Paul Tierney retired from General Electric after 34 years of service, ready for something new. Teaching, he thought, seemed like a nice way to move toward a life of travel and retirement.
“The principal from a local Catholic high school called the day before Labor Day,” he explains. “She said a math teacher was seriously ill—would I be able to come over and teach math for the first quarter?” At the time, the teachers at the school were threatening a strike. The principal was concerned about Tierney crossing the picket line.
Now, Tierney was no stranger to conflict. He’d spent three years of active service in the army back in the mid-sixties working out of White Sands, New Mexico. “There were missiles being fired all around me.” Later at GE, he’d worked on classified software development for satellite programs. Teaching math to teenagers almost seemed like a vacation.
“It was the hardest I ever worked,” Tierney explains, still reeling as he recalls the experience years later. “I ended up with 140 kids, 5 sections of Algebra II with 30 kids in a class, a home room, cafeteria duty, and a study hall. I was up some nights until one or two in the morning grading papers. I broke up a fist fight between two girls,” he exclaims. “Chalk was being thrown at me. And kids were tracked.” Tracking kids was a distressing aspect of the experience for Tierney. “The kids who were in Track Four were essentially written off. I couldn’t look those kids in the eye and think there was no hope for them. That wasn’t a solution.”
The Invisible Man
A few weeks into his new job, Tierney noticed a student in his classroom that he had not seen before, yet the student had been on his seating chart and had been marked present each day. “I had been literally blind to this kid for three weeks,” says Tierney. “He was a kid who never raised his hand or talked to his neighbor. Because he wasn’t a contributor or a challenge, he simply disappeared. It was a revelation that there could be a group of students that simply vanished. I felt I had to fix that. I thought, ‘I can never let that happen again to any student in my room.’”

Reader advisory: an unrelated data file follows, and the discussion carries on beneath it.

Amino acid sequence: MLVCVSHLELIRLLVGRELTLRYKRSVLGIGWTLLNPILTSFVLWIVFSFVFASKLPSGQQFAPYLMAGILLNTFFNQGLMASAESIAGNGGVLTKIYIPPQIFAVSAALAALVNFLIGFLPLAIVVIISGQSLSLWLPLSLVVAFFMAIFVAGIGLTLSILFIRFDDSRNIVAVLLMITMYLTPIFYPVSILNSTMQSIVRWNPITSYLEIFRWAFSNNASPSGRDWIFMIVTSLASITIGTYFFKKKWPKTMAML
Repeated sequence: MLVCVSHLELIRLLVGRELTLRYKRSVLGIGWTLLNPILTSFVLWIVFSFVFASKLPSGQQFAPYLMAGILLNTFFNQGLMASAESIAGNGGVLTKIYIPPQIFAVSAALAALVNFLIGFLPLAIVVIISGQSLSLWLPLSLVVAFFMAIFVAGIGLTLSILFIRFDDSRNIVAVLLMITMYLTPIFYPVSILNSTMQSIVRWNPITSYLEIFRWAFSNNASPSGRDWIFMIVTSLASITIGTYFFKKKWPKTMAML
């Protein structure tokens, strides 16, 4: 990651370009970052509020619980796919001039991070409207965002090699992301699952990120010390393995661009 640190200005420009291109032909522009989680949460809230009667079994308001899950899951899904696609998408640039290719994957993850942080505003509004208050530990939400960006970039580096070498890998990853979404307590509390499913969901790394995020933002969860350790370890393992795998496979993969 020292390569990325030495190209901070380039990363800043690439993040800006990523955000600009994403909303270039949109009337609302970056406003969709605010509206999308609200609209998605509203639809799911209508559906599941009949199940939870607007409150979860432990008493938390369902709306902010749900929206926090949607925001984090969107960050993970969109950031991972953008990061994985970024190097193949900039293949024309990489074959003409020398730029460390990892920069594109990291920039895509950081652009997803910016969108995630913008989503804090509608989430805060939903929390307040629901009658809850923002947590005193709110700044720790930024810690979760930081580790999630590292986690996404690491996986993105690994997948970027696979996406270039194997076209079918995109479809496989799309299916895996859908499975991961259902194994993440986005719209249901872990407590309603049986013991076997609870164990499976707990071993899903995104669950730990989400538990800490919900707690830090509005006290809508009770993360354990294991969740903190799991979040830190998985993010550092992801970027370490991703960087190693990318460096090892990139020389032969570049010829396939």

Tierney left the school at the end of his one-quarter contract, but he didn’t leave teaching. After a small break to catch his breath, he answered a call from Shipley, this time with a request to teach one section of physics.
A Culture of Kindness
It was one of those small things that started off his experience right. “Before I even started work I got my first taste of the culture at Shipley,” he says. “During the negotiations, my wife’s mother passed away and [Head of School] Steve Piltch sent flowers.” He pauses to note the simplicity of the gesture. “I hadn’t even started working yet and already I felt a part of the community.” Over the next two years, Tierney’s course-load grew gradually, by design and by happenstance, until he found himself working full time for the next five years.
Passing of the Lore
After taking some time off to travel the world with his wife, Tierney is back to teaching part time again—focusing on Newtonian Mechanics and Astronomy. He connects on a very personal level with his students, relishing the exchange of ideas and perspectives. “Seniors here have a pretty good idea about what they’re interested in. When you sit down and talk to them, you can have serious conversations.”
In particular, Tierney enjoys passing on the lore. “For me the lore is physics and astronomy. I love these subjects, so if I can help students have half the enjoyment that I have experienced, if I can help them see the patterns, and help them with an insight so that when they’re 30 or 35 years old and a little voice says, ‘Mommy, Daddy, why does this happen?’ they can remember back to Shipley physics and think, ‘I remember Mr. Tierney talking about that,’ and pass it on, I’ve done my job. To me, that’s why I teach.”
The Sea and Sky
Tierney’s love of astronomy began as an amateur’s passion, a rolling out of the blanket on a warm summer’s evening to marvel at the inky sky. “With astronomy, I’m focused on the astrophysics as much as I’m focused on the splendor and the wonder—the where did this all come from and the why are we here,” he says. “It’s just the excitement of the completely unknowable realm and the joy of trying to learn just a little bit about it.”
The same can be said for his love of the sea. Tierney is a scuba diver. Having logged 330 dives, he would assert that his deep affection for the ocean is similar to his love of the night sky. “You go fifty or sixty feet down and it’s like nothing you see on the earth’s surface. The coral. The fish. The terrain. It’s just amazing.”
Finding the Balance
Tierney’s found a beautiful balance between work and play. Perhaps someday he’ll add a little more travel to the equation, but for right now, teaching a course or two at Shipley and exploring the wonders of the world have proven deeply satisfying. The first to admit that life is never easy to map out, Tierney says he is a “bug for inspirational quotes,” and he shares them with his students. With the nod of someone who has lived life long enough to learn the truth of these statements, he quotes them from memory:
“We choose to go to the moon in this decade and do the other things, not because they are easy, but because they are hard.”
—John F. Kennedy.
“All we have to decide is what to do with the time that is given to us.”
—Gandalf the Gray.